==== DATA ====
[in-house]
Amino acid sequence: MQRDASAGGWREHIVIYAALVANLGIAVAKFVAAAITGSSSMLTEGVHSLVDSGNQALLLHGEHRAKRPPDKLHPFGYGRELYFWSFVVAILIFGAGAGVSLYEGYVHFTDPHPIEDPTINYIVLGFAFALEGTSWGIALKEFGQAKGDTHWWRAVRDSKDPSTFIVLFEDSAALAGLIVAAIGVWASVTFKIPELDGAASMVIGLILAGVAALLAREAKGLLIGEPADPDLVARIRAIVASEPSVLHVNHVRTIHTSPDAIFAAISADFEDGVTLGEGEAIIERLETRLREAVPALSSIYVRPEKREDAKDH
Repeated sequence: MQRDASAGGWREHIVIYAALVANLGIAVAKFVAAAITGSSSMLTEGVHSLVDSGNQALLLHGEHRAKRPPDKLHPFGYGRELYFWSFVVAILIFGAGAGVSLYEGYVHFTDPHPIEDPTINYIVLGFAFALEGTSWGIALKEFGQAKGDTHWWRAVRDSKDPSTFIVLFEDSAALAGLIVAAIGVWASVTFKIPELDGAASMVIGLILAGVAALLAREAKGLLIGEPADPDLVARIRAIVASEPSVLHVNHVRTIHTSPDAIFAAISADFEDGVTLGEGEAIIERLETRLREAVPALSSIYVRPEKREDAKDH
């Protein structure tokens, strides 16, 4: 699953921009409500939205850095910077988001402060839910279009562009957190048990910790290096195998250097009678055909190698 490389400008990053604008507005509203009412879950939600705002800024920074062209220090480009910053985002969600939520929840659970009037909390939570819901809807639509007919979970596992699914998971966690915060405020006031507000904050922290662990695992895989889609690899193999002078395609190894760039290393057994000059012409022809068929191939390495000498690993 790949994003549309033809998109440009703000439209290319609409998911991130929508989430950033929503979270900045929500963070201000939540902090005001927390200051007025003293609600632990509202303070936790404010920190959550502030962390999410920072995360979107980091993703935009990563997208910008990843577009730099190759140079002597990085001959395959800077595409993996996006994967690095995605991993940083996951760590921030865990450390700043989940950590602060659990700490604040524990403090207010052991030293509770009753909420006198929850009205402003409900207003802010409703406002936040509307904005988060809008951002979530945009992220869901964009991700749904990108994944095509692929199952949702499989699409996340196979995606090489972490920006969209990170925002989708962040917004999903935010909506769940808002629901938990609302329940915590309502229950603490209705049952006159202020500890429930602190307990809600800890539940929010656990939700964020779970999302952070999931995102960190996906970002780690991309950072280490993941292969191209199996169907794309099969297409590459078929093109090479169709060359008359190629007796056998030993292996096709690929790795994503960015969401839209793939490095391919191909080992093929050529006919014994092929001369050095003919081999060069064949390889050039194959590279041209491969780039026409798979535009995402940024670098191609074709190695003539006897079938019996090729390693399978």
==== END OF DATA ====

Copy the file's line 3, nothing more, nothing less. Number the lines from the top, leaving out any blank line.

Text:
Repeated sequence: MQRDASAGGWREHIVIYAALVANLGIAVAKFVAAAITGSSSMLTEGVHSLVDSGNQALLLHGEHRAKRPPDKLHPFGYGRELYFWSFVVAILIFGAGAGVSLYEGYVHFTDPHPIEDPTINYIVLGFAFALEGTSWGIALKEFGQAKGDTHWWRAVRDSKDPSTFIVLFEDSAALAGLIVAAIGVWASVTFKIPELDGAASMVIGLILAGVAALLAREAKGLLIGEPADPDLVARIRAIVASEPSVLHVNHVRTIHTSPDAIFAAISADFEDGVTLGEGEAIIERLETRLREAVPALSSIYVRPEKREDAKDH